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Rufus Ezekiel Lester (December 12, 1837 – June 16, 1906) was a U.S. Representative from Georgia.
The United States House of Representatives is the lower chamber of the United States Congress, the Senate being the upper chamber. Together they compose the legislature of the United States.
Georgia is a state in the Southeastern United States. It began as a British colony in 1733, the last and southernmost of the original Thirteen Colonies to be established. Named after King George II of Great Britain, the Province of Georgia covered the area from South Carolina south to Spanish Florida and west to French Louisiana at the Mississippi River. Georgia was the fourth state to ratify the United States Constitution, on January 2, 1788. In 1802–1804, western Georgia was split to the Mississippi Territory, which later split to form Alabama with part of former West Florida in 1819. Georgia declared its secession from the Union on January 19, 1861, and was one of the original seven Confederate states. It was the last state to be restored to the Union, on July 15, 1870. Georgia is the 24th largest and the 8th most populous of the 50 United States. From 2007 to 2008, 14 of Georgia's counties ranked among the nation's 100 fastest-growing, second only to Texas. Georgia is known as the Peach State and the Empire State of the South. Atlanta, the state's capital and most populous city, has been named a global city. Atlanta's metropolitan area contains about 55% of the population of the entire state.
Born near Waynesboro, Georgia, Lester was graduated from Mercer University, Macon, Georgia, in 1857. He studied law. He was admitted to the bar in Savannah, Georgia, and commenced practice in 1859. He entered the military service of the Confederate States Army in 1861 and served throughout the Civil War. He resumed the practice of law in Savannah. He served as member of the State senate in 1870–1879 and served as president of that body during the last three years. He served as mayor of Savannah from 1883–1889.
Waynesboro is a city in Burke County, Georgia, United States. The population was 5,766 at the 2010 census. The city is the county seat of Burke County. It is part of the Augusta, Georgia metropolitan area.
Mercer University is a private university with its main campus in Macon, Georgia. Founded in 1833 as Mercer Institute and gaining university status in 1837, it is the oldest private university in Georgia and enrolls more than 8,600 students in 12 colleges and schools: liberal arts, business, engineering, education, music, continuing and professional studies, law, theology, medicine, pharmacy, nursing, and health professions. Mercer is a member of the Georgia Research Alliance and has a chapter of Phi Beta Kappa, the nation's oldest collegiate honors society.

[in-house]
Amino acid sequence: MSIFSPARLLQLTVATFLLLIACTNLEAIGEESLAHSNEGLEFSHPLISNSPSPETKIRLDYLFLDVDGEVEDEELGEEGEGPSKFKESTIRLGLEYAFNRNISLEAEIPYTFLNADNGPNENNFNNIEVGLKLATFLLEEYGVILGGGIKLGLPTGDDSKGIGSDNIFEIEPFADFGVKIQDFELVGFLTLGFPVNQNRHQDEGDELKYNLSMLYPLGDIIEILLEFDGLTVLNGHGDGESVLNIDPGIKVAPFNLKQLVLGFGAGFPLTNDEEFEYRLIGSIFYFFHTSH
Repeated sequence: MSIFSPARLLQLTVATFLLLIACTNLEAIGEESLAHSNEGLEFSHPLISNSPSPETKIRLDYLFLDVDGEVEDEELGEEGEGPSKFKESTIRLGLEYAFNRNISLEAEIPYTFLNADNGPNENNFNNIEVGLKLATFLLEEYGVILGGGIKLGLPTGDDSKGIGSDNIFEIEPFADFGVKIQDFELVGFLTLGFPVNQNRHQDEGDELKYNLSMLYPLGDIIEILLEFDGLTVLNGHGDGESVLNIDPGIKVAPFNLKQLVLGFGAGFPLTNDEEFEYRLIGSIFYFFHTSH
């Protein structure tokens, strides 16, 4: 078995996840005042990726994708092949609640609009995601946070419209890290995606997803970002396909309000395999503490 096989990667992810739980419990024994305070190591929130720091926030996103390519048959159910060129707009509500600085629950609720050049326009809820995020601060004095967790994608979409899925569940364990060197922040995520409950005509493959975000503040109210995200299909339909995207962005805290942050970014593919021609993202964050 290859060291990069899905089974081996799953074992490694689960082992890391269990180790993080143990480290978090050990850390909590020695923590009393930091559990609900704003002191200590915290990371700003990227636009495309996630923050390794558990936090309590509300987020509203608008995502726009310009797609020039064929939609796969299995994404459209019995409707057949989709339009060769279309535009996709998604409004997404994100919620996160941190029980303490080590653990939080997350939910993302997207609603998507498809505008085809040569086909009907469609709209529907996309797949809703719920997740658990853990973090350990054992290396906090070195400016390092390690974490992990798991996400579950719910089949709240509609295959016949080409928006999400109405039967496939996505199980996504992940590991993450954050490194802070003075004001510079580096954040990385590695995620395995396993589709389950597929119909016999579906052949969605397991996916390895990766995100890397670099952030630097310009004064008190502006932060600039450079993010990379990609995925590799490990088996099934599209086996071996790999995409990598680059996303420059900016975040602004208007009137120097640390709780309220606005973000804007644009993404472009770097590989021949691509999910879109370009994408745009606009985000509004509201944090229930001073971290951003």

Macon, officially Macon–Bibb County, is a consolidated city-county located in the state of Georgia, United States. Macon lies near the geographic center of the state, approximately 85 miles (137 km) south of Atlanta, hence the city's nickname "The Heart of Georgia."
Lester was elected as a Democrat to the Fifty-first and to the eight succeeding Congresses and served from March 4, 1889 until his death in Washington, D.C., on June 16, 1906. He served as chairman of the Committee on Expenditures in the Department of State (Fifty-second and Fifty-third Congresses).
The Democratic Party is one of the two major contemporary political parties in the United States, along with the Republican Party. Tracing its heritage back to Thomas Jefferson and James Madison's Democratic-Republican Party, the modern-day Democratic Party was founded around 1828 by supporters of Andrew Jackson, making it the world's oldest active political party.
The Fifty-first United States Congress, referred to by some critics as the Billion Dollar Congress, was a meeting of the legislative branch of the United States federal government, consisting of the United States Senate and the United States House of Representatives. It met in Washington, D.C., from March 4, 1889, to March 4, 1891, during the first two years of the administration of U.S. President Benjamin Harrison.